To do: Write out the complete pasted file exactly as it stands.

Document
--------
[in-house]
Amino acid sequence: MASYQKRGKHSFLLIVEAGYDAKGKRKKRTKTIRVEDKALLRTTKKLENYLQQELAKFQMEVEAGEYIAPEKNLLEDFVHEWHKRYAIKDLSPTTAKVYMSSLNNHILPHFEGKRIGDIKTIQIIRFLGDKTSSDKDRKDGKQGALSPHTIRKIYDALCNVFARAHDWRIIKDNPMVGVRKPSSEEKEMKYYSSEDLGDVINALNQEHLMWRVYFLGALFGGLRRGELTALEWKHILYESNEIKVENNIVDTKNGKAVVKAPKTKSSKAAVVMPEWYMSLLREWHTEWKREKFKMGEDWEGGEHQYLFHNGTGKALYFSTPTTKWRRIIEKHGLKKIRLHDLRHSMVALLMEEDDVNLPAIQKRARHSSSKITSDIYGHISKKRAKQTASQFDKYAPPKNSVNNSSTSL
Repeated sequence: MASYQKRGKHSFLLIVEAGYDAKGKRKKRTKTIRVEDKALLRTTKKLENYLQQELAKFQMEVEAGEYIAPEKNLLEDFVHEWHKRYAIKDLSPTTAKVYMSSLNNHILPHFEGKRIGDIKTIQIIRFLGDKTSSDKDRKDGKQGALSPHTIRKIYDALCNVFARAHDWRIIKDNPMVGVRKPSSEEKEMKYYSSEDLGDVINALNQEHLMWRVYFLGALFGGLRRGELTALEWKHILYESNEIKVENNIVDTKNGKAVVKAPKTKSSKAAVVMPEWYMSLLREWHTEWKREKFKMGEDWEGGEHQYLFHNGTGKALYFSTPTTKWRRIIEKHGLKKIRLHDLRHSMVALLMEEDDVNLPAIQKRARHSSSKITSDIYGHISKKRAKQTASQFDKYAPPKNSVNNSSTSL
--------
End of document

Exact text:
[in-house]
Amino acid sequence: MASYQKRGKHSFLLIVEAGYDAKGKRKKRTKTIRVEDKALLRTTKKLENYLQQELAKFQMEVEAGEYIAPEKNLLEDFVHEWHKRYAIKDLSPTTAKVYMSSLNNHILPHFEGKRIGDIKTIQIIRFLGDKTSSDKDRKDGKQGALSPHTIRKIYDALCNVFARAHDWRIIKDNPMVGVRKPSSEEKEMKYYSSEDLGDVINALNQEHLMWRVYFLGALFGGLRRGELTALEWKHILYESNEIKVENNIVDTKNGKAVVKAPKTKSSKAAVVMPEWYMSLLREWHTEWKREKFKMGEDWEGGEHQYLFHNGTGKALYFSTPTTKWRRIIEKHGLKKIRLHDLRHSMVALLMEEDDVNLPAIQKRARHSSSKITSDIYGHISKKRAKQTASQFDKYAPPKNSVNNSSTSL
Repeated sequence: MASYQKRGKHSFLLIVEAGYDAKGKRKKRTKTIRVEDKALLRTTKKLENYLQQELAKFQMEVEAGEYIAPEKNLLEDFVHEWHKRYAIKDLSPTTAKVYMSSLNNHILPHFEGKRIGDIKTIQIIRFLGDKTSSDKDRKDGKQGALSPHTIRKIYDALCNVFARAHDWRIIKDNPMVGVRKPSSEEKEMKYYSSEDLGDVINALNQEHLMWRVYFLGALFGGLRRGELTALEWKHILYESNEIKVENNIVDTKNGKAVVKAPKTKSSKAAVVMPEWYMSLLREWHTEWKREKFKMGEDWEGGEHQYLFHNGTGKALYFSTPTTKWRRIIEKHGLKKIRLHDLRHSMVALLMEEDDVNLPAIQKRARHSSSKITSDIYGHISKKRAKQTASQFDKYAPPKNSVNNSSTSL